A guide to making gunpowder the old fashioned way

For the past eight years, we have seen the size and scope of the federal government explode. Barack Obama and the statists inside of his administration have dragged our country down a path of tyranny, and all the while, average Americans saw their personal freedoms start to disappear before their very eyes. The freedom of religion was pushed aside to make way for Obamacare. Fourth Amendment privacy rights were threatened by federal agencies like the NSA. And, perhaps most significantly, the Second Amendment right to bear arms was constantly under attack.

This growing tyranny, felt by millions of Americans from all corners of the country, compelled many to take precautionary measures. Some spent thousands of dollars to build underground bunkers, stocked with food and other provisions to last them for years. Others took the time to plan elaborate escape routes should society fall apart. But there’s one resource that most preppers believe is absolutely vital to survival in a post-constitutional society, and that is gunpowder. (RELATED: Read about how the U.S. military is training for civil unrest in America’s cities)

You can’t defend yourself with a gun if you don’t have bullets, and you can’t make bullets if you don’t have gunpowder. That’s why knowing how to make your own gunpowder could be the difference between life and death, should there every come a day where the foundation of our country is ripped out from underneath us.

There are three ingredients needed to produce gunpowder – 75% potassium nitrate, 15% charcoal and 10% sulfur, in terms of weight ratio. While the actual mixing process is fairly simplistic, actually acquiring each of these ingredients can be a bit tricky. Charcoal, the easiest of the three ingredients to obtain, can be made from willow, soft pine, western cedar and cottonwood trees. Obtaining sulfur can be a bit more difficult, especially in a post-societal scenario. If you are unable to get your hands on it, you have one of two options: you can either substitute it with iron-oxide (rust) or you can exclude it altogether by mixing the potassium nitrate and charcoal together at an 80:20 ratio.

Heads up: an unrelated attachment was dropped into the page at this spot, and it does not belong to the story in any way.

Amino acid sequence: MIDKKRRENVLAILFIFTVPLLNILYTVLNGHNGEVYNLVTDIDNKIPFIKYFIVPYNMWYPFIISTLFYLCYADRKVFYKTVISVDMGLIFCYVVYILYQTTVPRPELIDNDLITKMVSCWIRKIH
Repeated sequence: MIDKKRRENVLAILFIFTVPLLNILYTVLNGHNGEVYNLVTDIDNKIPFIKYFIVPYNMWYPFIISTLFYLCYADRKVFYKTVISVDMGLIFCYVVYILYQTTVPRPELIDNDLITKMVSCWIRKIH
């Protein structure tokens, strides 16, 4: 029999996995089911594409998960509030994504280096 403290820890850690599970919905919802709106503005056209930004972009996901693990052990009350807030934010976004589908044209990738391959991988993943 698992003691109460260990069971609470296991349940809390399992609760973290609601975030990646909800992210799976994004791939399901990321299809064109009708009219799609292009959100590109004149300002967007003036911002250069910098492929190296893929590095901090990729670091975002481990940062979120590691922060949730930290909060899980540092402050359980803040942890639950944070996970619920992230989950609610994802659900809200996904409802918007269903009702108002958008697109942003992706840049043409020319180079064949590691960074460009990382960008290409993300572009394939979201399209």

The most challenging of the ingredients to find is potassium nitrate because the only natural source is found inside of bat guano. If you are unable to obtain that, there are other ways to produce it yourself, but that takes months. One such way involves using a metal drum with a drainage valve near the bottom. A screen mesh is placed inside, where manure, water and urine are dumped, mixed, and then sealed for ten months. When you drain the water almost one year later, it will dry and form potassium nitrate crystals.

Regardless of how you acquire each of these ingredients, let’s assume that you are able to get them and you are ready to start the actual production.

Unless you want to see your fingers blown off in an explosion, it is advised that you grind up each of these ingredients separately before mixing them together. Also, don’t let any sparks or open flames anywhere near the ingredients. It may be common sense to most, but it’s important to note anyway.

Next, in order to minimize the risk of an explosion, mix each of the ingredients with a bit of water so that a dough-like material is produced. Once they are in this state, it is safe to grind them together using a mortar and pestle. Press the material into one solid mass and grind it up again into small pellets, then voila! You have homemade gunpowder. (RELATED: Learn how to make all-natural acorn flour for self-reliance).

No one said it would be easy, but if you are in a real survival situation living off the grid, you need to do what you need to do. Having your own stash of gunpowder in such a scenario would put you at a significant advantage, and give you the edge needed to defend yourself and your loved ones.

Sources

UrbanSurvivalSite.com
BioPrepper.com

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